Dear Mayor Tom Barrett,
Your new campaign to improve the mortality rate of infants in your city has been brought to my attention; specifically, your posters depicting infants sleeping with knives in beds. To be honest, I find your ads offensive. Your ads vilify people like me. Who am I? So glad you asked. I graduated with a degree in education suma cum-laude from one of my state’s three prominent universities. I am currently a graduate school student pursuing a degree in early childhood education. Most importantly, I am a mother. I have two healthy, beautiful boys.
I take really good care of my boys. I stay at home to take care of them. I make sure they eat healthy food and have regular well checks from their pediatrician. I also provide them with developmentally appropriate learning activities, and I make sure that I treat them with the respect they deserve. My oldest son, who happens to be 4 years old, loves to play high energy sports, and he also enjoys learning about dinosaurs. My 5 month old, well, right now he is pretty interested in breastfeeding; a practice I know that you support.
I guess that up to this point the two of us could go bowling and get along fine; however, we differ in regards to where we each think the best place for a baby to sleep should be. I, personally, have had both of my children sleep in my bed since they were born. It wasn’t due to not having a crib; in fact, we had two with my firstborn and currently have one unused one with my second child. I chose to have my children sleep with me in my bed for several reasons, such as:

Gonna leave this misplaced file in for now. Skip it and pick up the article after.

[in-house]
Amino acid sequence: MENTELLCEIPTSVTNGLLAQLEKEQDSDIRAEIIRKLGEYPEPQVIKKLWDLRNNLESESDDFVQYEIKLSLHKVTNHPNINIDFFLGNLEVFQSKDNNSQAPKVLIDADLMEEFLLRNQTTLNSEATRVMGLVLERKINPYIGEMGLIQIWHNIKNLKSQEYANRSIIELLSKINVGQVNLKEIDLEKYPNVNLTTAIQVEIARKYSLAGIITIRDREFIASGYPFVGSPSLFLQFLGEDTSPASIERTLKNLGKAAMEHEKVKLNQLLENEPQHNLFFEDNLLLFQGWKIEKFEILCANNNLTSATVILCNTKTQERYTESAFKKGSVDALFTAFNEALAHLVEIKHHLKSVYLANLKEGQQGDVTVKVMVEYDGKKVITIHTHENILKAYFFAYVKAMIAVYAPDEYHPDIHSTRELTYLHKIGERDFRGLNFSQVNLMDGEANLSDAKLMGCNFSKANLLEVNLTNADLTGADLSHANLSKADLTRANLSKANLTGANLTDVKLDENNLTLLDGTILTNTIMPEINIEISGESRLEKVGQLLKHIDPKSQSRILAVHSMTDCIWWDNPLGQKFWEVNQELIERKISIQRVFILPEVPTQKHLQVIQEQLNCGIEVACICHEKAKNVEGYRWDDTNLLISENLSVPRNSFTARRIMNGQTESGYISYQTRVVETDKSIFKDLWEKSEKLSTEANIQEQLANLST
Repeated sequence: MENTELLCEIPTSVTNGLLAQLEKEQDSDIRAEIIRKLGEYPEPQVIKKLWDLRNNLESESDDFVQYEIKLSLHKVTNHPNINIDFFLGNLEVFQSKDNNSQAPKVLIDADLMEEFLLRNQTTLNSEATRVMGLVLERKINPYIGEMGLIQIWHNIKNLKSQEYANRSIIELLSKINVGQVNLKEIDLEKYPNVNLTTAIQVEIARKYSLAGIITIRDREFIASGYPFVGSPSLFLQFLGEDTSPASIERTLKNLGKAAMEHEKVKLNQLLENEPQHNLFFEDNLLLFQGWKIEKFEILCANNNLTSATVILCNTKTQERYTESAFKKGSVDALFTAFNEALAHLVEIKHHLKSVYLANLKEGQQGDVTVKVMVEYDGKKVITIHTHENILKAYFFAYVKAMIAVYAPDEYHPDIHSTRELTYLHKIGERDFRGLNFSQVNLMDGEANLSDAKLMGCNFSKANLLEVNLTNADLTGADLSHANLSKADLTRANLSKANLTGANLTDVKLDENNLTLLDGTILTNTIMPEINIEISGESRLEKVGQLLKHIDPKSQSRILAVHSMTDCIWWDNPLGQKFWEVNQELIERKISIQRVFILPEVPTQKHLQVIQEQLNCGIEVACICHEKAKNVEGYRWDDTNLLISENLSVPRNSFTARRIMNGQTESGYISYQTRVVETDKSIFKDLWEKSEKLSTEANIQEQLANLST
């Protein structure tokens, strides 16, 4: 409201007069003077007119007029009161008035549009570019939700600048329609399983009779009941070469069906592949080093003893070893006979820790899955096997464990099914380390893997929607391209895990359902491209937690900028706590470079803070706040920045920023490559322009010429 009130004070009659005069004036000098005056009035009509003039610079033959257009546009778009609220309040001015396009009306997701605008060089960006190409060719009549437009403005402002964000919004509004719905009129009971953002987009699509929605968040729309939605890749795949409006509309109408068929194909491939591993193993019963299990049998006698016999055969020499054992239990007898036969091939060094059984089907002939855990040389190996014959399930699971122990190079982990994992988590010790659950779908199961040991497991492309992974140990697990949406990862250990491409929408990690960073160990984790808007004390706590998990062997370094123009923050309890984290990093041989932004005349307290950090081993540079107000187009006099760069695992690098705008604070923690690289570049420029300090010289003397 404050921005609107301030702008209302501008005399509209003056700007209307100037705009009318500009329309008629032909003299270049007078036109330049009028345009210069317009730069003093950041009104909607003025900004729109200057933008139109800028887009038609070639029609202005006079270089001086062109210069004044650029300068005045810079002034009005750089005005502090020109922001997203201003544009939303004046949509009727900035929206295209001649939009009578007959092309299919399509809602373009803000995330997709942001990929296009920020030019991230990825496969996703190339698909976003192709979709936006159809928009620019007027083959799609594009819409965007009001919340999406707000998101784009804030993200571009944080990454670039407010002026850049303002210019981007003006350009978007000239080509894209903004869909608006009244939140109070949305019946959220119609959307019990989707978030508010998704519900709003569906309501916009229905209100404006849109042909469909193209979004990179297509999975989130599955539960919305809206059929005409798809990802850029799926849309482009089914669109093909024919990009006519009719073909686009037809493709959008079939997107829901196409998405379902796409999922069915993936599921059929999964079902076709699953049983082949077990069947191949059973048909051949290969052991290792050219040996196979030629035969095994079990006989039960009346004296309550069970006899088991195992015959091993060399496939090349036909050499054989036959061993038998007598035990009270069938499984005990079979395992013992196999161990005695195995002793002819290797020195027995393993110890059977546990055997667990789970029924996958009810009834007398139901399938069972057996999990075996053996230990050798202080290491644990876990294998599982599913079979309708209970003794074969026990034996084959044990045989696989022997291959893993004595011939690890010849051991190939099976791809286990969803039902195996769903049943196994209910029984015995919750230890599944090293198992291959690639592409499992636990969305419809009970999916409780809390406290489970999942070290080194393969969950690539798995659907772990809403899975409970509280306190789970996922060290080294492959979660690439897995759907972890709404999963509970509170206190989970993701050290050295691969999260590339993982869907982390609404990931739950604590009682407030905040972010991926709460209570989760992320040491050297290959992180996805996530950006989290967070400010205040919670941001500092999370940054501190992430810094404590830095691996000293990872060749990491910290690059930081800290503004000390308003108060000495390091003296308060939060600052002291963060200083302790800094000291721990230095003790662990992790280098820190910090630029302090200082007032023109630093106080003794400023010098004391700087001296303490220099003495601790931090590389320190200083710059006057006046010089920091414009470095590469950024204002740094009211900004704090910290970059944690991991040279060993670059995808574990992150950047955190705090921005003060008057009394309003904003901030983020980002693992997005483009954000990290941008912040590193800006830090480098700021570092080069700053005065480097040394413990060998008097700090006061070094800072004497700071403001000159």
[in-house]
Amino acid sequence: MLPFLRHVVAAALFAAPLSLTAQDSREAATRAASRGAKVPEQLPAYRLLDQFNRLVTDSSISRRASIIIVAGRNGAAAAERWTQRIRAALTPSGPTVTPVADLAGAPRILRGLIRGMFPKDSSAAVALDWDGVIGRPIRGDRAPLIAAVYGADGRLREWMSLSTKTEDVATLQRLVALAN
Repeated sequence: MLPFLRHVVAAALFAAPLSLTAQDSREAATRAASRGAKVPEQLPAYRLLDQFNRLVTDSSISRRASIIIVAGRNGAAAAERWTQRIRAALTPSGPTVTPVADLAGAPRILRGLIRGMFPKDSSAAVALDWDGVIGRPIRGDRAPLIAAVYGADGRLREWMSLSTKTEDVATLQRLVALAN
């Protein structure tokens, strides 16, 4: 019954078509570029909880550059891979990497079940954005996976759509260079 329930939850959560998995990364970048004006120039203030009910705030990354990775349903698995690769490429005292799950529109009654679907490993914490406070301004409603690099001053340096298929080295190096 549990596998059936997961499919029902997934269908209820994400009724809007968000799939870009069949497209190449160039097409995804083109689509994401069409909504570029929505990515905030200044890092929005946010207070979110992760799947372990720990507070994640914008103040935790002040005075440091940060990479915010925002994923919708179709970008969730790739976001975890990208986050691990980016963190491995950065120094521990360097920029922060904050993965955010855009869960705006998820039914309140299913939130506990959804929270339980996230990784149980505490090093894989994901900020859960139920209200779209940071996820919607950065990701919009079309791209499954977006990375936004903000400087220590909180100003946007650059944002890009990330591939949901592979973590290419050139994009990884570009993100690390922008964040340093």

- Co-sleeping or bed sharing (let’s just call it co-sleeping so that we do not get caught up in the vernacular too much) helps facilitate breastfeeding.
- When a mother and child co-sleep, the infant’s breathing cycle mimics that of the mother’s which helps prevent an infant from ceasing to breath while sleeping, which may help prevent SIDS.
- Co-sleeping prevents an infant from unnecessary stress caused by separation from the mother, which may or may not help prevent SIDS.
- Co-sleeping helps a breastfeeding mother get more sleep throughout the night, which in turn makes for a healthier and happier mother.
- The bed should be free from excess blankets and pillows and low to the ground.
- The child should be on his or her back.
- The bed should not be situated in such a way that a child could roll and become trapped between the bed and the wall, and mesh guard rails can be used to prevent a child from rolling off the bed.
- The parent or parents sleeping in the bed with the child should not smoke in the same room as the child, nor should their clothes or bodies smell of smoke or other strong scents, as these smells can affect the breathing of the child.
- The parent or parents should never drink heavily prior to sleeping in the bed with the child, nor should they take medication that might make them sleep heavier than normal thereby preventing them from waking when and if the child should awake in the middle of the night.
- The bed should be flat and supportive.
- How about a poster that shows a baby sleeping on its back without excess pillows and blankets around it?
- How about a poster telling parents of newborns not to drink heavily as it might impair their ability to parent?
- How about a poster that says it is not a good idea to smoke in the same room or home as a baby?
- Or how about a poster that simply asks parents to think about the environment that their baby sleeps in?